We must also consider the mystery of divine providence. There are undoubtedly times and seasons in the purposes of God during which his healing power is withdrawn or at least largely diminished. God may have any number of reasons for this to which we are not privy, whether to discipline a wayward and rebellious church or to create a greater desperation for his power or to wean us off excessive dependence on physical comfort and convenience or any number of other possibilities. If this leaves you confused, that’s why it’s called a mystery!


Oftentimes there are dimensions of spiritual growth and moral development and increase in the knowledge of God in us that he desires more than our physical health, experiences that in his wisdom God has determined can only be attained by means or in the midst of or in response to less-than-perfect physical health. In other words, healing the sick is a good thing (and we should never cease to pray for it), but often there is a better thing that can be attained only by means of physical weakness.


We may never know why a person isn’t healed. What, then, ought to be our response?

In the first place, don’t stop praying! Some people find this difficult to swallow. Many times I’ve been asked, why should Paul bother to pray for release from something that God wills to inflict? The answer is that Paul didn’t know what God’s will was in this particular case until such time as God chose to make it known. And neither do you or I with regard to any particular illness we may suffer.

If, like Paul, you are able to discern, through some prophetic disclosure or other legitimate biblical means, that it is not God’s will now or ever to heal you, you may cease asking him to do so. Otherwise, short of death itself, you must persevere in prayer.

I’m sure there are other ways to account for why God chooses not to heal, but I trust that these have proved helpful. There is much I do not know about this matter, but of this I’m quite certain: God’s grace is sufficient in all circumstances so that we, “for the sake of Christ” (2 Cor. 12:10), might learn that in our weakness his power is made perfect!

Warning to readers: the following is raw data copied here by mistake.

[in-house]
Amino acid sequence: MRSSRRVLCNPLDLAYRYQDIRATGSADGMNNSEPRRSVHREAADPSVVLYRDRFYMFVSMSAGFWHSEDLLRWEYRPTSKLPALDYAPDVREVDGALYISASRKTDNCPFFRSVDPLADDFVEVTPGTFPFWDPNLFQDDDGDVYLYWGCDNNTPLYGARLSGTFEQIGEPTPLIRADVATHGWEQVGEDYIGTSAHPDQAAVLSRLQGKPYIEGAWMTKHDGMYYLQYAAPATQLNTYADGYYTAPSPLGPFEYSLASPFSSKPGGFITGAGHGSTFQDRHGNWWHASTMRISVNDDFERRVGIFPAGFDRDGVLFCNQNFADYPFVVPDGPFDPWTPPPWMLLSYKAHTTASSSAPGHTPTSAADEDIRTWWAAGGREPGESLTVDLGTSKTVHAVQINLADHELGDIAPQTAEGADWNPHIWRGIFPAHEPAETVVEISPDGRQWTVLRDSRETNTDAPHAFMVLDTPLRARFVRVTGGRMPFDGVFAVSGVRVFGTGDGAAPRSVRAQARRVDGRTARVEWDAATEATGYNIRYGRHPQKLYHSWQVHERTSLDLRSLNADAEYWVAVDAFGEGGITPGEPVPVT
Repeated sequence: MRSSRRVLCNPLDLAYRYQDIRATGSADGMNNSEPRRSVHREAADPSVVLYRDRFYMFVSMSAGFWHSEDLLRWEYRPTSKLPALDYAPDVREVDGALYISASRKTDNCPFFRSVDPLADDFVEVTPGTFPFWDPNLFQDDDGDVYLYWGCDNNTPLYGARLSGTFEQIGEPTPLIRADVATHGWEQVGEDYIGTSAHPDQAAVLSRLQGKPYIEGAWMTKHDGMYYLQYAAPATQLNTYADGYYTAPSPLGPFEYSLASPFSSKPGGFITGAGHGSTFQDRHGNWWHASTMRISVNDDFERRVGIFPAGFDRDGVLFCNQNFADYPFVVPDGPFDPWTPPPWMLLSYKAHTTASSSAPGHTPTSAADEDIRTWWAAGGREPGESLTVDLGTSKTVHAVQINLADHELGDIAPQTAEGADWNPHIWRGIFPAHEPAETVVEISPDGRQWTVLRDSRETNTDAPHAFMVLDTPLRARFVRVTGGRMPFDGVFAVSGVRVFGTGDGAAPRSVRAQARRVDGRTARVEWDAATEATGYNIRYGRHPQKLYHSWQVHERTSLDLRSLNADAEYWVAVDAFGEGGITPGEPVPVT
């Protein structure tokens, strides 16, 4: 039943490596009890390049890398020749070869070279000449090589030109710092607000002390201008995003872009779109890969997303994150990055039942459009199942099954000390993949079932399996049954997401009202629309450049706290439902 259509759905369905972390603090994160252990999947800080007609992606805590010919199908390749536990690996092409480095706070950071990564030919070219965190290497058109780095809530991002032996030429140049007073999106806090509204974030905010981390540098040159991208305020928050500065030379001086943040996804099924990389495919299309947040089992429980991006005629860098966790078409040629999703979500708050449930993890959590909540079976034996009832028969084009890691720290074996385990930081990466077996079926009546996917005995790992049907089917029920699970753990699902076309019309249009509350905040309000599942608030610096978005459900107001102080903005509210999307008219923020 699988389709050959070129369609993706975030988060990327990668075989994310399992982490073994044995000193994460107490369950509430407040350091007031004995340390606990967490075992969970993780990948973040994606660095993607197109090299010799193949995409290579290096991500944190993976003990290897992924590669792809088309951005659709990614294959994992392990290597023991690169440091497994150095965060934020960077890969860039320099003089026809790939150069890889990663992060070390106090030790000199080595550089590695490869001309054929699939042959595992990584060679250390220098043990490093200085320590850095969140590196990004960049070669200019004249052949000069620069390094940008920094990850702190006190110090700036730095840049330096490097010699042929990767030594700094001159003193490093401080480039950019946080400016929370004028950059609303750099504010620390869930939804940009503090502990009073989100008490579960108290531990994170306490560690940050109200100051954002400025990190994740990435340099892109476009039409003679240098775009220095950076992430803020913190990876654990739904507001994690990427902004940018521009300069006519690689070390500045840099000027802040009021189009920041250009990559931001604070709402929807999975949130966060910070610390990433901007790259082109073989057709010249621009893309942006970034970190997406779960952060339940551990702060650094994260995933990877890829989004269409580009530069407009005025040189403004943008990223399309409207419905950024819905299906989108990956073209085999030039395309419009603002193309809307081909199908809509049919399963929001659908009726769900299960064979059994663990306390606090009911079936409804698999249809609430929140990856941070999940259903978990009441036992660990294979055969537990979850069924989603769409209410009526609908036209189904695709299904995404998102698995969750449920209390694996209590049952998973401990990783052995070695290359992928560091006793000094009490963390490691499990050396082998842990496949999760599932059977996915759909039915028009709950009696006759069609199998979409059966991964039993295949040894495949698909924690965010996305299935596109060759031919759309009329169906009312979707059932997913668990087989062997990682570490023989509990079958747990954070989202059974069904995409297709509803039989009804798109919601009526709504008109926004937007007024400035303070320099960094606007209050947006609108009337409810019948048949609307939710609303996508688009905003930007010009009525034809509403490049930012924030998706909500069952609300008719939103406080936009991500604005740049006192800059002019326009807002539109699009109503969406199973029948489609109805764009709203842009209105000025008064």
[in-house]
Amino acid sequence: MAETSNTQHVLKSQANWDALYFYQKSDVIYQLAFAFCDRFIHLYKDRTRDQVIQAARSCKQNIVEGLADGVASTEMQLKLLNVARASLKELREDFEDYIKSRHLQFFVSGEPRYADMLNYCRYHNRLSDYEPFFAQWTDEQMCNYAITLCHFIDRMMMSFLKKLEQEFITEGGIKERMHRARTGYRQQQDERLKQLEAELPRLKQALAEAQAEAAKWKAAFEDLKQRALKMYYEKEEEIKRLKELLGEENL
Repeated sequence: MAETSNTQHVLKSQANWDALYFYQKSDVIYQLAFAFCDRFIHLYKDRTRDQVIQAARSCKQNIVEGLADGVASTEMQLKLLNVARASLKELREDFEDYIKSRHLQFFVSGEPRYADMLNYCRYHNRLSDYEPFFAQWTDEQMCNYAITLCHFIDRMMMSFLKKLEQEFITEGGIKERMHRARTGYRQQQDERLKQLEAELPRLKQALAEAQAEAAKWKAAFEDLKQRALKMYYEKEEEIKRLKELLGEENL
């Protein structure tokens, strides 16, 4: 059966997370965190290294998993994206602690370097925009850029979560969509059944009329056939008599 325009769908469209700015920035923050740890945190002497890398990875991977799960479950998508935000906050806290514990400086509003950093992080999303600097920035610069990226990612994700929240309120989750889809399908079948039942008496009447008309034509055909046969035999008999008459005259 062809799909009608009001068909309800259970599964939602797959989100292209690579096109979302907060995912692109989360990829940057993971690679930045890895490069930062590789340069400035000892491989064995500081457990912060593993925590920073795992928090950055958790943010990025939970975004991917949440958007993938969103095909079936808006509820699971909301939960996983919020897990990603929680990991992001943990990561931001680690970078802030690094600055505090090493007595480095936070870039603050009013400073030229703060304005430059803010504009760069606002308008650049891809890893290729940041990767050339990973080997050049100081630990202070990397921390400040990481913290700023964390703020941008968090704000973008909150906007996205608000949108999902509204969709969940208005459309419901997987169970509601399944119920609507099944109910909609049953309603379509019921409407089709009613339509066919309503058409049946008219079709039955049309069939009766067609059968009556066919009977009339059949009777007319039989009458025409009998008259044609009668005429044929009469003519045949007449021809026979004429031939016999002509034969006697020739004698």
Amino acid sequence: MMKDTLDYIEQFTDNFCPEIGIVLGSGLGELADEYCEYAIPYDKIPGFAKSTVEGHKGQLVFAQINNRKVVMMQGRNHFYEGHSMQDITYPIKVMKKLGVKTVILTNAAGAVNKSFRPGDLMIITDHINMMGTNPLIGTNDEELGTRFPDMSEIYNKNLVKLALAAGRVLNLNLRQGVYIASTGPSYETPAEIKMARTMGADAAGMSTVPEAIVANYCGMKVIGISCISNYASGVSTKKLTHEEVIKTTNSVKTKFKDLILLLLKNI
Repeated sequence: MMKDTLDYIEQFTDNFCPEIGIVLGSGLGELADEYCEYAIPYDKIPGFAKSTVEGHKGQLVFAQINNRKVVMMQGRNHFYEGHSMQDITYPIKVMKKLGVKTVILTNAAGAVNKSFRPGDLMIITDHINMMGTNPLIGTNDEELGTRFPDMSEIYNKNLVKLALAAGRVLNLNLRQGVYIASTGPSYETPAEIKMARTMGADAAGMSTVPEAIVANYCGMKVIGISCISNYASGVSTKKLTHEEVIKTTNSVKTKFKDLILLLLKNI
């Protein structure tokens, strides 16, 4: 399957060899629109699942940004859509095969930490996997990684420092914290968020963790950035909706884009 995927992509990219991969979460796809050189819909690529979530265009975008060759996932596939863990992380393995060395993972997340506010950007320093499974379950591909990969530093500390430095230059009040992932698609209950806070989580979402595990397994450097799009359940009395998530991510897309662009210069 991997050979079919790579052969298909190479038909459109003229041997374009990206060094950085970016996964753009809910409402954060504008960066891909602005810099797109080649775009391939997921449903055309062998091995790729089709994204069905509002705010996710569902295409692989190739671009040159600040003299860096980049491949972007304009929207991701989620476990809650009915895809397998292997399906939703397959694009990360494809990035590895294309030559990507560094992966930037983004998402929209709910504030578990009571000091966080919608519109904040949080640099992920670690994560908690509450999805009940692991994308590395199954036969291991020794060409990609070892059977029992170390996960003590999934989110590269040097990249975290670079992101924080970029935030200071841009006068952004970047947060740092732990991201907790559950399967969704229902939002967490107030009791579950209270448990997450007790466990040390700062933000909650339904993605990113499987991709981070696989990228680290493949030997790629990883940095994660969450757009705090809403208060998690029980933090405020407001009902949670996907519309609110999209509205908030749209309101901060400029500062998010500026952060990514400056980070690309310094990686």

Thanks Duke. I think if you read the entire article with accompanying explanations of each principle you might find it helpful in answering your concerns. Blessings!

The article above taken from your book: Tough Topics demonstrates courage and humility in speaking on such sensitive and powerful area of our faith and God's powerful presence.
I would only offer a couple of suggestions for your consideration: 1.) the story in John 5 (i.e. the man lying beside te pool) is a little short sighted. This man actually ends up getting healed without anything offered from him to Jesus except his complaining. 2.) maybe there is a distinction between Paul's thorn issue and the healing of sickness? I am not able to go along with the notion that God chooses not to heal. For me this is inconsistent with a compassionate God who precisely always does long to heal (Greek word, sozo-can include this understanding, as you surely know better than I) and yet I realize this lands me right back in te same situation of maybe placing too much of this 'on the person,' which I definitely don't want to do as that would conflict with my understanding of a compassionate God. Again, thank you for writing such a well written, humble and courageous article. I plan on checking into your writing on the pre, post, a millennial discussions as I am currently trying to weed out where I stand in that??? Peace, Duke